I was on holiday last week and so finally got round to setting some time aside for reading. I've had something of a 'reader's block' over the past year or so. Since I started writing seriously, I've found it very difficult to concentrate on other people's work, however fantastic it is. In fact it has been so bad that up until last week, Murakami's 1Q84 is the only thing I have finished in the past 12 months. But I have known Heidi James for some years now, as a friend and an inspirational teacher, as well as a writer I admire. So I wanted very much to make sure I was in the right frame of mind for reading Wounding, her first full length novel, published by the same wise and innovative folk at Bluemoose publishing who bought us Pig Iron - coincidentally the last thing I read before 1Q84.
I was glad I gave myself time and space, for Wounding is not an easy book. That is not a criticism - a distaste for writers who over simplify plot and character, or make things all too neat and simple is one of the reasons I've found reading new work so difficult recently. Wounding doesn't make things neat or simple. It treats you like a grown up. Cora, one of the two narrators, though undoubtedly the central character, invites you to experience her deepest, most intimate fears and insecurities. Her husband - I think I am right in saying he is never referred to by name, only as an adjunct to Cora, in a neat twist on convention - similarly shares his anxieties, about Cora's increasing distance from him, their failure to communicate, and the different values they espouse.
At its heart it is a desolate delayering of a disintegrating relationship. Neither Cora nor her husband have the ability to tell each other what they really feel or need from one another. I don't think this is about a lack of courage though. I think that - particularly for Cora - it just feels pointless. If she could articulate her isolation, there would be a risk that it could be rationalised, or worse that someone could attempt a 'cure' - through medicine or perhaps worse through counselling or therapy.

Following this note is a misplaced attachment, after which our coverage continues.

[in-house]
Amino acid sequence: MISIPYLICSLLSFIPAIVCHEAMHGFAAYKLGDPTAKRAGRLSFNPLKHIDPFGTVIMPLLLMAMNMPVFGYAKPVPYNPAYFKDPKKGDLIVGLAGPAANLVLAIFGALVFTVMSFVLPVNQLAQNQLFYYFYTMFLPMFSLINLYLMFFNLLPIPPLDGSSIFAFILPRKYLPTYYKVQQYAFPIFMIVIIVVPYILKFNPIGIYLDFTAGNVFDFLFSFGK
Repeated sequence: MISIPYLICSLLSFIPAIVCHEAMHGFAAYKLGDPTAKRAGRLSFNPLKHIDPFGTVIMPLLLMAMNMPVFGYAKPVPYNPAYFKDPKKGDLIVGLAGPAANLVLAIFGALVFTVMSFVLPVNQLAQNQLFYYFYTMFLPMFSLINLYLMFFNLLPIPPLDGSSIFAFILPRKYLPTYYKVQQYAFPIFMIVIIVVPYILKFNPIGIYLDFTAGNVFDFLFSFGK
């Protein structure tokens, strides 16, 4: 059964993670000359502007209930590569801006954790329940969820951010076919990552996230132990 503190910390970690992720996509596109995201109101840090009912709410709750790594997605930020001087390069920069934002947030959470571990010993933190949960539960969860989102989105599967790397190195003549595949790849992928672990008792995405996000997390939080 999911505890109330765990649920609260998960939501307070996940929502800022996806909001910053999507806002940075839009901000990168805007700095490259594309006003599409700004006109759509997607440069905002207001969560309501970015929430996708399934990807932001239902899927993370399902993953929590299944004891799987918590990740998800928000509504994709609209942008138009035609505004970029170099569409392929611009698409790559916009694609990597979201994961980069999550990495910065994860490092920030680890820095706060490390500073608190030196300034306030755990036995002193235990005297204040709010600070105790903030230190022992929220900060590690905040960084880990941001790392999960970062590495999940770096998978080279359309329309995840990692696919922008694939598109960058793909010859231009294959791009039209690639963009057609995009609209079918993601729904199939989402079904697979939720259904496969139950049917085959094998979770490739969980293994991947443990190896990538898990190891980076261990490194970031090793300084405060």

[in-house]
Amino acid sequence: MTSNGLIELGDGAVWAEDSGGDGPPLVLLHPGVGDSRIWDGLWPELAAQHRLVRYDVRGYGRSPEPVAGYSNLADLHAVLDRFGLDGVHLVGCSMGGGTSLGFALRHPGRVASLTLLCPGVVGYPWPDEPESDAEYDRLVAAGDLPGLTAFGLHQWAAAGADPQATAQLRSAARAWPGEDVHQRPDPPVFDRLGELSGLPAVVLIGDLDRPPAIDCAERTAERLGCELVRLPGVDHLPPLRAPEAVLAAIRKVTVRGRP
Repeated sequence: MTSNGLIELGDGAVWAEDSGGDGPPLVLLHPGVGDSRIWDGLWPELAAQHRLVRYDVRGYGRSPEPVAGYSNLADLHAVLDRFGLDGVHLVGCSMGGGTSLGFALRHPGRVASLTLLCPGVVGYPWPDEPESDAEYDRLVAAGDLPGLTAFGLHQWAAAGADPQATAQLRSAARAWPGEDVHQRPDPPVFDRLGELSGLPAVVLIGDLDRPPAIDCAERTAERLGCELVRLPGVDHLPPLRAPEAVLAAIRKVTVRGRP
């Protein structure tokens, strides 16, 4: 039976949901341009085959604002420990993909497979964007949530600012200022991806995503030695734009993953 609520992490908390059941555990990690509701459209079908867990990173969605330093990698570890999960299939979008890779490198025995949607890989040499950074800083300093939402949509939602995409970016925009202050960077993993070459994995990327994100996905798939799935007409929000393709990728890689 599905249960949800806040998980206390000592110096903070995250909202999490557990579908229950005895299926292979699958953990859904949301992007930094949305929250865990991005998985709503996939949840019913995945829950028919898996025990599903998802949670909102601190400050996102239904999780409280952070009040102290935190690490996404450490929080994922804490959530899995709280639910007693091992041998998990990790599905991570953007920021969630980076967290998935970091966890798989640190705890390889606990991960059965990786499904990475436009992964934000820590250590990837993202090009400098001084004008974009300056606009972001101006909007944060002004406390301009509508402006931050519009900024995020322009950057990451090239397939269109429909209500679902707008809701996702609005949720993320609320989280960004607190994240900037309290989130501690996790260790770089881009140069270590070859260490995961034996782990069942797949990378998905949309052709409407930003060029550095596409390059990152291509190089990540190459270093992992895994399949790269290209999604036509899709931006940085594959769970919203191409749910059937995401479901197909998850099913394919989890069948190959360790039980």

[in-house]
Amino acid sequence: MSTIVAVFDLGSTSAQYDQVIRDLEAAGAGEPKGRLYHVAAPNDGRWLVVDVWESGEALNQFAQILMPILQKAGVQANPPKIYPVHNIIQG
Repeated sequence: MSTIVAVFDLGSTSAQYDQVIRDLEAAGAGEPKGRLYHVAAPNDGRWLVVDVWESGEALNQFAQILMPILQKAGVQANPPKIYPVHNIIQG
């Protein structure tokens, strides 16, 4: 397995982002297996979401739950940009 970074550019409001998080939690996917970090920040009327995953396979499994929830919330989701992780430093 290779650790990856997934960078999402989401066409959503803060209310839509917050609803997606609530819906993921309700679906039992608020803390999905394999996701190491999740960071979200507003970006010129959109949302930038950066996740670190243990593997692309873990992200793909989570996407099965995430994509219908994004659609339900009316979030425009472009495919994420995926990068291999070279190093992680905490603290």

Instead she seeks out her own method for coping. Shutting out her husband, and becoming less and less tolerant of her children, Cora is always aware of the judgments that people will make or her because of this but unable or unwilling to arrest her own decline, instead seeking out her own retribution on herself for the 'transgressions' she has made. Wounding is dedicated to mothers, and reads - to this man at least - as a powerful and emotionally intense exploration of the impact of motherhood. Heidi is brilliant on the affects of the physical changes - in Cora's body, in her health and tiredness and even in her availability to work - and in turn their effect on her mental health and wellbeing.
But Wounding doesn't over analyse. The pain of Cora's husband is in his desperate attempts to rationalise things breaking down - whether that is the place of his former lover, Lucy, or his devoted relationship to his own parents. He just can't understand how Cora sees the world so reaches out for things that he does understand as justifications.
Cora herself is un-placeable. Although we see her own parents - briefly - and witness a childhood incident that other writers might have over-milked - these aren't used as excuses or explanations for how Cora is. It is as if she doesn't want to need to defend or explain herself. And this makes it all the more powerful as narrative, despite what was for me a real sadness at its heart.
Wounding won't be for everyone. As I said, it is not easy. But as a portrait of the break down of relationship and family, and more importantly as an assertion of the independence of a woman it is a powerful, important and captivating read.